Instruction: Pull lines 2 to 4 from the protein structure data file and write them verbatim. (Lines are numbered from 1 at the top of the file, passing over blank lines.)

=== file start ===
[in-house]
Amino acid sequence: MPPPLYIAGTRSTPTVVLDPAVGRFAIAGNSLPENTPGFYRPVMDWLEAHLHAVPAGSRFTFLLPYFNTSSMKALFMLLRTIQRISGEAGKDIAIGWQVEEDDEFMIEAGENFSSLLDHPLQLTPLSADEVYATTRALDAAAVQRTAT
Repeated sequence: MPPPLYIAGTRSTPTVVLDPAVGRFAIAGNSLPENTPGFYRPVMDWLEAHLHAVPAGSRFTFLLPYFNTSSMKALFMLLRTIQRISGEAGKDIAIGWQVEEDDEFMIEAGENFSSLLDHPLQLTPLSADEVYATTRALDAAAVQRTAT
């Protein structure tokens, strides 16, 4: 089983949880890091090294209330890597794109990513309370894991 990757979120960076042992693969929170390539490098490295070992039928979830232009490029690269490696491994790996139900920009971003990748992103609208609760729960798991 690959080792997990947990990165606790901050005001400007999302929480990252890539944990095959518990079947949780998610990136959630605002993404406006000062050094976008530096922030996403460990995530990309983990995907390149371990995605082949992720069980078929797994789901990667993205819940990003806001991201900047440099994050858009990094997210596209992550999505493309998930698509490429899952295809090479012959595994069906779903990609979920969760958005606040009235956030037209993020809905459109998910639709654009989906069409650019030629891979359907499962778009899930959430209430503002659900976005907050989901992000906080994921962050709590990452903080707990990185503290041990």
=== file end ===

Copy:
Amino acid sequence: MPPPLYIAGTRSTPTVVLDPAVGRFAIAGNSLPENTPGFYRPVMDWLEAHLHAVPAGSRFTFLLPYFNTSSMKALFMLLRTIQRISGEAGKDIAIGWQVEEDDEFMIEAGENFSSLLDHPLQLTPLSADEVYATTRALDAAAVQRTAT
Repeated sequence: MPPPLYIAGTRSTPTVVLDPAVGRFAIAGNSLPENTPGFYRPVMDWLEAHLHAVPAGSRFTFLLPYFNTSSMKALFMLLRTIQRISGEAGKDIAIGWQVEEDDEFMIEAGENFSSLLDHPLQLTPLSADEVYATTRALDAAAVQRTAT
């Protein structure tokens, strides 16, 4: 089983949880890091090294209330890597794109990513309370894991 990757979120960076042992693969929170390539490098490295070992039928979830232009490029690269490696491994790996139900920009971003990748992103609208609760729960798991 690959080792997990947990990165606790901050005001400007999302929480990252890539944990095959518990079947949780998610990136959630605002993404406006000062050094976008530096922030996403460990995530990309983990995907390149371990995605082949992720069980078929797994789901990667993205819940990003806001991201900047440099994050858009990094997210596209992550999505493309998930698509490429899952295809090479012959595994069906779903990609979920969760958005606040009235956030037209993020809905459109998910639709654009989906069409650019030629891979359907499962778009899930959430209430503002659900976005907050989901992000906080994921962050709590990452903080707990990185503290041990």